Video Game Review: The Walking Dead, Episode 5
Lee’s quest to rescue Clementine shows one of the best emotional bonds in gaming history.
Note: The Walking Dead series looks, sounds, and plays the same from episode to episode. For an examination of those series characteristics, please see our Episode 1: A New Day review. This review will only provide an overall score for Episode 5: No Time Left.
I really don’t want to spoil anything. And as The Walking Dead series has let us explore how we build relationships with people (along with choosing who lives and who dies), you could have a different bond between characters than my playthrough. So the short review is that No Time Left is fantastic, but let’s talk a little bit about just why it works.
The Walking Dead, Episode 4 left us with a dual cliffhanger — Clementine was abducted and protagonist Lee was bit by a zombie. Episode 5: No Time Left picks up immediately after Episode 4’s close, and you’ll immediately be faced with the difficult choice of handling Lee’s condition. Within a few moments of starting up, it’s clear that the stakes are raised, and they don’t let up for the duration of the episode (2-to-3 hours) — as much as you really, really want our group of survivors to just experience a teeny, tiny bit of happiness.
I’m a veteran of story-driven games. Having grown up in the heyday of PC adventure games like Space Quest and Loom, I relished the day that console game stories took the leap forward from being the basic A-to-Z throughline that tied together level design to something tangible, something that enhanced the experience and created a fictional world that we got to partake in.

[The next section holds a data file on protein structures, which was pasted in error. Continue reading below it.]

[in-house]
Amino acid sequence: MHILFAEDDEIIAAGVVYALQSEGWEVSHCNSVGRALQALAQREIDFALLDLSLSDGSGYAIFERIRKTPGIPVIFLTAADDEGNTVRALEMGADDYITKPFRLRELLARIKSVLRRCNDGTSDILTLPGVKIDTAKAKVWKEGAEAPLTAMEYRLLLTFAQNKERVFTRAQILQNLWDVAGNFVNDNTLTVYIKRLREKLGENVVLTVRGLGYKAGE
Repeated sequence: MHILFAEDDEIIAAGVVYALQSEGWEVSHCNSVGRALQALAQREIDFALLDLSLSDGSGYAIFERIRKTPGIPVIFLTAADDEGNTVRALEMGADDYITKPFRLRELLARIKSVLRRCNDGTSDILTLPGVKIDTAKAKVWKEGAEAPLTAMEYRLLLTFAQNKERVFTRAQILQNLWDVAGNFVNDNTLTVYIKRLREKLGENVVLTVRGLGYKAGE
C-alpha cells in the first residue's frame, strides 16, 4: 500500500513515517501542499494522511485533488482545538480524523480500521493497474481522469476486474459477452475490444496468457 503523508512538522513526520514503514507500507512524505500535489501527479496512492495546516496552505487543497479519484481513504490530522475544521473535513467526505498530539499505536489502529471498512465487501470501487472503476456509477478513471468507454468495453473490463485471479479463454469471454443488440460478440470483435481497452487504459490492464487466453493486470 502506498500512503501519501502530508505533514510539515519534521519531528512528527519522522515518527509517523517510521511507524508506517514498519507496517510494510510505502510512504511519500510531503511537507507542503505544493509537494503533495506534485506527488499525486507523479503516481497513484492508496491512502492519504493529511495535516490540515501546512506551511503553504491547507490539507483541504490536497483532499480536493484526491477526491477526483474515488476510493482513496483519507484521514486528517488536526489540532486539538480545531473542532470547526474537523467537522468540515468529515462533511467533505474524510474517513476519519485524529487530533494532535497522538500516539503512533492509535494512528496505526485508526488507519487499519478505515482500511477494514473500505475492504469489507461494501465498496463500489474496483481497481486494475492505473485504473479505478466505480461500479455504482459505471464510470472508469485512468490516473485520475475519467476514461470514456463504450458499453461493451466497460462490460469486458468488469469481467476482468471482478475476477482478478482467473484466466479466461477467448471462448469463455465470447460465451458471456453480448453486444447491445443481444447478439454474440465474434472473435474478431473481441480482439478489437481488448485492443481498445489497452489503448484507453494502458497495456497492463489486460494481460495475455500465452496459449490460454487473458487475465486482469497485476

That being said, I think of the emotional moments of games that really stuck with me — Snake having to execute The Boss in Metal Gear Solid 3l discovering the truth about Tidus’ existence in Final Fantasy X; watching Ezio finally discover Altaire’s remains in Assassin’s Creed: Revelations. These moments show me that interactivity can enhance your bond with a character in a game rather than being mere window dressing for gameplay. It’s fair to say that No Time Left has moments that are near or at the top of my personal list.
Tell Tale Games has already announced a second season of The Walking Dead, and the way the game leaves things somewhat open-ended for things to continue. That doesn’t mean there isn’t a sense of finality with No Time Left, and I have to believe that for all of The Walking Dead’s technical flaws (there’s a setpiece near the climax of No Time Left that works fine but with better controls, it could have been fantastic), it’s a superior artistic achievement in how the player’s choices can craft how a relationship between two people can play out from the moment they meet. The bond between Lee and Clementine, and the difficult choices facing everyone as they struggle to survive the dangers of the living and the dead, is something that is a highlight in my gaming history.
So while Tell Tale didn’t fix the technical gaffes in the series, and there’s certainly some logic-skirting with what injured characters can physically accomplish, No Time Left is equal parts rollercoaster and gut-punch. Just like the rest of the series, it won’t satisfy gamers who don’t like its adventure game pace, but for anyone that’s invested in Lee and Clementine, you’ll be extremely satisfied. To say anything more specific would be a disservice.